Labeling company Multi-Color Corporation (NASDAQ:LABL), a company I recently highlighted as a potential small-cap winner, reported first-quarter earnings on Thursday of $0.17 per share, a penny ahead of revised guidance but $0.08 per share lower than a year ago, on essentially flat sales of $28.8 million. I don't really care for flat finishes (I am a satin finish kind of guy), but the market reacted well, sending the stock up 2.7% to $15.96.

Two things bugged me about the report, though.

First, a major customer postponed $1.2 million of sales. Although that is not a huge number (4% of the quarter's sales), it is still disconcerting. Forty-six percent of the firm's sales come from Procter and Gamble (NYSE:PG) and Limited Brands (NYSE:LTD) (36% and 10%, respectively). The last thing Multi-Color wants is a slow pullback of sales from either of these major customers. I would expect more information about this situation during the conference call.

Secondly, the new gravure press at the company's Scottsburg, Ind., plant is more than a month behind on its installation schedule. It was estimated to be ready in June. CEO Frank Gerace did say he saw orders pick up in the back part of the quarter, but I have to wonder whether the new press not being ready contributed to the postponement. Was there a capacity issue given the company is looking for productivity gains from the new press? I don't think this was the case, but I do not like to see reduced sales and plant issues in the same press release.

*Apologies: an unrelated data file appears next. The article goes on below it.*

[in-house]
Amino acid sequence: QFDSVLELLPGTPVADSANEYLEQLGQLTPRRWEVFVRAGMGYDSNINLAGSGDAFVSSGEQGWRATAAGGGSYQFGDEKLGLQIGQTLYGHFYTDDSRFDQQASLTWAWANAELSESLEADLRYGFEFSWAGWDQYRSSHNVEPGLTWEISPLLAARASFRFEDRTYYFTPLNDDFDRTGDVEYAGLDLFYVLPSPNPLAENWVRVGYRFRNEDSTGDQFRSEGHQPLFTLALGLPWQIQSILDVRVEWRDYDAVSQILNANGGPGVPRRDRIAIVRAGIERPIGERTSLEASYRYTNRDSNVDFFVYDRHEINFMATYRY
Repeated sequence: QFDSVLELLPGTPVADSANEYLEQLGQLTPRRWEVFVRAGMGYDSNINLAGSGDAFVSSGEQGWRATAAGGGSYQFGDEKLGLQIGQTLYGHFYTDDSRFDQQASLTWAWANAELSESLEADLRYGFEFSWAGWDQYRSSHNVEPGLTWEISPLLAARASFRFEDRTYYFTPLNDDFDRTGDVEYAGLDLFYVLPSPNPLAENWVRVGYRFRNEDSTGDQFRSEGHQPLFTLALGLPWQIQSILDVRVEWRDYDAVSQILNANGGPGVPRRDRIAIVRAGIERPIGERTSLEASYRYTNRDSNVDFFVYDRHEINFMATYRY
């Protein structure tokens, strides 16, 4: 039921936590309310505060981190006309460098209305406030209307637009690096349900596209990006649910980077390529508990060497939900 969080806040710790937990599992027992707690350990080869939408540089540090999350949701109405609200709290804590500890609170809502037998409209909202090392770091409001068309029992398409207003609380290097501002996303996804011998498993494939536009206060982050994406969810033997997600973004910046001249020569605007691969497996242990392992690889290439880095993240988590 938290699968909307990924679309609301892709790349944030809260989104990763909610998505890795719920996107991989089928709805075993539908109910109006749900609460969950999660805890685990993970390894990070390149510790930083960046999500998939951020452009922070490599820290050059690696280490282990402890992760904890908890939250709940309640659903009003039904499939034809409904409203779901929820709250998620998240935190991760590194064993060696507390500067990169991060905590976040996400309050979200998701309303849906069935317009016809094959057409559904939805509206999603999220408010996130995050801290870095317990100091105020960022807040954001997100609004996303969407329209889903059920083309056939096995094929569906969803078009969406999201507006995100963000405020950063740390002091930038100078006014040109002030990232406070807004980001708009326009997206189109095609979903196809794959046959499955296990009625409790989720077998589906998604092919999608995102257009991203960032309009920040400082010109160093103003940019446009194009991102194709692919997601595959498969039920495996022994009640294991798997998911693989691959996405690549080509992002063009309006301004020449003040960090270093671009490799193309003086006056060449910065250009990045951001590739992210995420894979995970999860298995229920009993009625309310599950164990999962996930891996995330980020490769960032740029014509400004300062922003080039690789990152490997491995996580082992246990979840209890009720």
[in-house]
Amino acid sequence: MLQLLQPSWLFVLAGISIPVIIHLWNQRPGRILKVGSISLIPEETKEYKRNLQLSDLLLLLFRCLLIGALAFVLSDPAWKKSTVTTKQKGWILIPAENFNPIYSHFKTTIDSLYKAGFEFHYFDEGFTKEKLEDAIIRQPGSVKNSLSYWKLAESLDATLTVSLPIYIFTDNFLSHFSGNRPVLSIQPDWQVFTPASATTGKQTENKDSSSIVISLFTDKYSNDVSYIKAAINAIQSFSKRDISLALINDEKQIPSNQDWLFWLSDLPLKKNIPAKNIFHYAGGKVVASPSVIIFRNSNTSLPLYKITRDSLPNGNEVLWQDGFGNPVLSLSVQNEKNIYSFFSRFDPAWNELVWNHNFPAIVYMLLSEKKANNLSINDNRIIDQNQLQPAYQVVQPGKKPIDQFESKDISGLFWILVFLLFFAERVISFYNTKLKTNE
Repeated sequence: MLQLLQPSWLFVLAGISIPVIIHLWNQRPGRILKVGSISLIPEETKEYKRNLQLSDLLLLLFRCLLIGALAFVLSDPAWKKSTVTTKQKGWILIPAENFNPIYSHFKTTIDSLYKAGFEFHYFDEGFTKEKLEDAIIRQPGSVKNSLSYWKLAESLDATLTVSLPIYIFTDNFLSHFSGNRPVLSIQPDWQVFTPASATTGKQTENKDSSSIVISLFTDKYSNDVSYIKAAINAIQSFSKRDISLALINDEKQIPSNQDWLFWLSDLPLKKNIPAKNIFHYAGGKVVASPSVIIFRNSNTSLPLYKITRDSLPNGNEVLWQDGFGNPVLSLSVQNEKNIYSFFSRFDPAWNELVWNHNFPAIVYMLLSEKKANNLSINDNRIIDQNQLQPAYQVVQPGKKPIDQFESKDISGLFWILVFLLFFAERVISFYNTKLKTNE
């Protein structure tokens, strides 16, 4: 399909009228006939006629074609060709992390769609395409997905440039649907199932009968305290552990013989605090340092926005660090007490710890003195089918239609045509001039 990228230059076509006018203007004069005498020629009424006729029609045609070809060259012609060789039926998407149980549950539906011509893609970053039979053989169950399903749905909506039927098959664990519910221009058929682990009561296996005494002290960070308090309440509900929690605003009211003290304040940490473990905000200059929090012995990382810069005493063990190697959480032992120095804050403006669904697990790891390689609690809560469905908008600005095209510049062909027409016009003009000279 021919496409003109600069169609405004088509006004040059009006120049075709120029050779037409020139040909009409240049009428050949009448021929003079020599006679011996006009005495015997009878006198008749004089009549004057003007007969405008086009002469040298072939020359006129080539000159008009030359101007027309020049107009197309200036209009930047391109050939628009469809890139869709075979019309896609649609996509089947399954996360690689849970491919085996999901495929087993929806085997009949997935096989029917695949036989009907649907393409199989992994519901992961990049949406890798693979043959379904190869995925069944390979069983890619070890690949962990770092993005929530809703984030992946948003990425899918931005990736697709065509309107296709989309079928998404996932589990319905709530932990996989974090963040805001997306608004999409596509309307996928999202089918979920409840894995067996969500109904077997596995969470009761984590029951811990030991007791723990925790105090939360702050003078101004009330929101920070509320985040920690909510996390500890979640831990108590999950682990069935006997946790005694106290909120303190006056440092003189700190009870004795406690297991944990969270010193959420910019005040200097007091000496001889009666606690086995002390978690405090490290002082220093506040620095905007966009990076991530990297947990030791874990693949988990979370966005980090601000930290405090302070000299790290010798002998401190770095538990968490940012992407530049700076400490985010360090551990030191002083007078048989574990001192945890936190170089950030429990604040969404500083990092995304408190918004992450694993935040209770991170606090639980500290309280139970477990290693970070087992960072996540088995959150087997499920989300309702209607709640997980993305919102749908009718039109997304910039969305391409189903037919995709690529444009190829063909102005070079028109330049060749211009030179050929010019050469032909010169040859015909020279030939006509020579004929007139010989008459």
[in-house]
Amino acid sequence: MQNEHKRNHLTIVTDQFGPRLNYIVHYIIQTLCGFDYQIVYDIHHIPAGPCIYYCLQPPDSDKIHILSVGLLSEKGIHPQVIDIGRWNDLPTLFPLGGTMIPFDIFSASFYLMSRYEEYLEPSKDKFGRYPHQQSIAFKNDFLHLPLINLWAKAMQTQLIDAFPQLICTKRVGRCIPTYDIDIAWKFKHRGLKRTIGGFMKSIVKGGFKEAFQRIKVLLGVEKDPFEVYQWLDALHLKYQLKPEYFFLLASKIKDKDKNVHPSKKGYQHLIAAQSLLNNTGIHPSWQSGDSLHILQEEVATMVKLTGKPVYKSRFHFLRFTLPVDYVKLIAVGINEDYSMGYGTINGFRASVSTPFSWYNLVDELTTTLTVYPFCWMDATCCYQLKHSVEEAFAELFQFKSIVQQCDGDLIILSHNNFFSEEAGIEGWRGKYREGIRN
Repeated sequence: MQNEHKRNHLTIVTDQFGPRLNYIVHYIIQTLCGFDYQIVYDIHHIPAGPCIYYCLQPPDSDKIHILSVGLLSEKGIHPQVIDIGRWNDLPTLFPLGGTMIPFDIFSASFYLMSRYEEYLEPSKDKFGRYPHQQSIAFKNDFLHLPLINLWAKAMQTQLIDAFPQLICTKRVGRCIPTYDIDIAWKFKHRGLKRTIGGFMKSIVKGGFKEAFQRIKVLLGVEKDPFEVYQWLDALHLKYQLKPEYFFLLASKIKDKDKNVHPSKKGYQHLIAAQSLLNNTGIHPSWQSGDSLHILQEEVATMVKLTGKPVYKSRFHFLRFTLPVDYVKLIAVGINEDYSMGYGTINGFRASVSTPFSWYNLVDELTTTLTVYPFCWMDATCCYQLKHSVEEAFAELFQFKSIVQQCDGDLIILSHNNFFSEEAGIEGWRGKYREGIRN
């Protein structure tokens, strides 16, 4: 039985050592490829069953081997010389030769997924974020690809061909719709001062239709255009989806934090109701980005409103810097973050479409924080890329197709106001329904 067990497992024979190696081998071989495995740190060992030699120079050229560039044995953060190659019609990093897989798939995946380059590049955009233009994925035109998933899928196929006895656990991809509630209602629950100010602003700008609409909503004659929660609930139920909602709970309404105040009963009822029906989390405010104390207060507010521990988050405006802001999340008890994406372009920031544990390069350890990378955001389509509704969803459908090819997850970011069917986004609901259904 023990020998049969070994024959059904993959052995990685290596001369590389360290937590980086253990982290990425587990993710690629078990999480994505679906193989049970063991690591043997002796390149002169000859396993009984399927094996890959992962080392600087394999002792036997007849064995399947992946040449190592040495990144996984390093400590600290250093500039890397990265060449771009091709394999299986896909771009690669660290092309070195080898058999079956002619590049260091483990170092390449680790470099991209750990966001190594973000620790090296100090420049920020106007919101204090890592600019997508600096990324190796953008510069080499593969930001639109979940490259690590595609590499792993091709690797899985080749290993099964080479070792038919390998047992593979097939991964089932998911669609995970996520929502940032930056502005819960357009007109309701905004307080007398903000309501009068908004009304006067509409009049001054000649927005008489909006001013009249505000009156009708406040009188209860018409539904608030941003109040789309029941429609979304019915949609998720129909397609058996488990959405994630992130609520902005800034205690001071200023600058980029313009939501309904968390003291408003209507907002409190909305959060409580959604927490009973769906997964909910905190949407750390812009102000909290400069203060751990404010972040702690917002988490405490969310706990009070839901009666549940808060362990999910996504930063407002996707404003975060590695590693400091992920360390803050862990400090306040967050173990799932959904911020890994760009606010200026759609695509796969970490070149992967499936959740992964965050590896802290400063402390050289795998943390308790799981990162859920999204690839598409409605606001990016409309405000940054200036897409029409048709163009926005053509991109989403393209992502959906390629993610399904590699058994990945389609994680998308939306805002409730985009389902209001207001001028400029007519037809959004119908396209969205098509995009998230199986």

Despite these issues, I did see a very positive signal in the press release. The company is back on the strategic acquisition hunt again. In my previous analysis, I noted the 94% reduction in acquisition spending as Multi-Color used capital to solve the Las Vegas problem and install the new press. The fact that the company is back to making acquisitions can mean that it sees enough cash flow to pick the acquisition pace up.

The reason I think this is a good signal is that consolidating a fragmented industry is a great catalyst for growth. In Competitive Strategy, Michael Porter devoted a whole chapter to the topic, and Tyco (NYSE:TYC) is the poster child for doing this well.

Although the improvements are coming slower than I would like, I think they are progressing in the right direction. I want to learn more about the cash flows from the next 10-Q, but I still think the future looks as bright as the labels they supply.

Fool contributor David Meier does not own any of the stocks mentioned.